I started offering cam sessions as well based on popular request and set up an OnlyFans where I shared photos and videos that doubled as erotic material and sex tutorials. As I did this, the whole concept of work took on a new meaning for me: I could make money by letting my body do what it naturally wanted to do — experience pleasure and share that pleasure with others — instead of crunching it into a desk chair and forcing it to stare at a laptop all day.
This is not to say that sex work isn’t work, but for me, it’s the kind of work that nourishes and flows with my body, rather than battling up against it. On days that are booked with cam sessions and sext conversations, I get out of bed knowing I’m about to experience pleasure and connection, rather than pressure to compete and perform. (Sure, there’s an element of that, but my clients are generally so appreciative, they rarely have difficult demands or criticisms.) It doesn’t feel as if my body is being consumed on a superficial level. Rather, in my sessions, it is all of me — my light, my laughter, my sexual knowledge, my friendliness, and yes, the work of art that is my body — being enjoyed and admired.
Read: Why Sex Work Is Not Desperation
Some people would probably say that doing sex work is a waste of my intelligence and talent. But I’m done viewing my intelligence and talent as resources that must be milked for all their worth, or measuring my worth based on them. This is a capitalist value system that keeps people doing what they think will gain approval, rather than what they truly want to do.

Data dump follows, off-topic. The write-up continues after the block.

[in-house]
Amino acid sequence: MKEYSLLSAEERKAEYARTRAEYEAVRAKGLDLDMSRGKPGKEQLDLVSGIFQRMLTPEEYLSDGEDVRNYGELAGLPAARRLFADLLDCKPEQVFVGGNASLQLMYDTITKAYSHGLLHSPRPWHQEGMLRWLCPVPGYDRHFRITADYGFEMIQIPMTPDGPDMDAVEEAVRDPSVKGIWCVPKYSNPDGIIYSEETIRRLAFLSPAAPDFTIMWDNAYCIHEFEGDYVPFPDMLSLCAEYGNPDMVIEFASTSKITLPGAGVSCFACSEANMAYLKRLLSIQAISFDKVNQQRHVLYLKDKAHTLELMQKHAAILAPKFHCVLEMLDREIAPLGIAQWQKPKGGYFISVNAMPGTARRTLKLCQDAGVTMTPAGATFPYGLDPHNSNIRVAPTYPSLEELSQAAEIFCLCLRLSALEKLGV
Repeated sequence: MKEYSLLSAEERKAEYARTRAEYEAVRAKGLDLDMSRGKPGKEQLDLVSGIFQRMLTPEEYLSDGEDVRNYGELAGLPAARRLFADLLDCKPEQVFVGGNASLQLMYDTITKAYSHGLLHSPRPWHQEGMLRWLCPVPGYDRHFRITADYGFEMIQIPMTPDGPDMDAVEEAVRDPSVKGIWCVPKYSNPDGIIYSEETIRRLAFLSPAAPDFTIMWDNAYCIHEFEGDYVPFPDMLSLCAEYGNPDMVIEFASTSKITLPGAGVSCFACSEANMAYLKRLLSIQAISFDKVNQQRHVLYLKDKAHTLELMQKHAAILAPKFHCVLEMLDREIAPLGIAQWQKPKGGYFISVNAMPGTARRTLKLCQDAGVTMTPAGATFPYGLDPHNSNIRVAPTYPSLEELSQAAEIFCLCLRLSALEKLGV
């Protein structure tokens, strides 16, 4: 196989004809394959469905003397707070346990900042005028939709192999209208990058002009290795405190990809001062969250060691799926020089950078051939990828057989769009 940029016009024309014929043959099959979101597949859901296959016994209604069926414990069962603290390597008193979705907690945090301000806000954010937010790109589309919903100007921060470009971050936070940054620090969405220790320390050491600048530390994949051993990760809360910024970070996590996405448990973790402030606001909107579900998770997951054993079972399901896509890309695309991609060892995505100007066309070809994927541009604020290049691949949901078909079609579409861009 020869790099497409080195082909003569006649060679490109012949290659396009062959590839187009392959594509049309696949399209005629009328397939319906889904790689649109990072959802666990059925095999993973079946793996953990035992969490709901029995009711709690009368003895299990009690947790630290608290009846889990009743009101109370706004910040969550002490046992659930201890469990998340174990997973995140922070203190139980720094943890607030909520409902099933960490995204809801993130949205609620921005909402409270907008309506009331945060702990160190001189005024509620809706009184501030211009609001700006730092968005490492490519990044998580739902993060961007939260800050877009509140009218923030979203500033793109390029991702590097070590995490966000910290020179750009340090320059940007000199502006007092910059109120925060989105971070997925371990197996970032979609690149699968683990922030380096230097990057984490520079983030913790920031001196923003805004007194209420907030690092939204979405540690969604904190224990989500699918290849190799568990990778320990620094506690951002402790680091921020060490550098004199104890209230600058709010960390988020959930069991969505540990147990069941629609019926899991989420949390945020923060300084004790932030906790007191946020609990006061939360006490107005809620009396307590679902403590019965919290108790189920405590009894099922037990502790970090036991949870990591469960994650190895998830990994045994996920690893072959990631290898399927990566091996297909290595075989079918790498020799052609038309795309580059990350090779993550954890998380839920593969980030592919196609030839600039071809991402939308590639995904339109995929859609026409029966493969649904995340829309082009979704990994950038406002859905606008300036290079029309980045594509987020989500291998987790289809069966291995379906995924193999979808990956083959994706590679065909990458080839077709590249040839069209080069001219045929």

I never wanted to spend every moment of every day in my head. Few people do. Many women have been led to believe that empowerment means being seen for their brains and not their physicality. Yet this valuing of the mind over the body (and their separation) is, in fact, patriarchy at work. Ever since the ancient Greeks claimed that women were more corporeal and men were more cerebral, the mind has been equated with maleness, and the body with femaleness, making body-based professions seem less respectable—so much so that OnlyFans itself almost stopped hosting sexual content because banks would not support them.Read: Why I Lived and Loved Sex Work - And Now I'm Ready to Quit
Doing sex work taught me that I don’t have to participate in this system of thought. I don’t have to formulate groundbreaking ideas, be remarkably productive, or build up an “impressive” resume to be loved or live a good life. I just have to enjoy myself, be genuine, and connect.
I love myself more having realized this: I am lovable just as I am. I am worthy of everything good just as I am. I am nice and cute and fun. I am me, and that’s enough.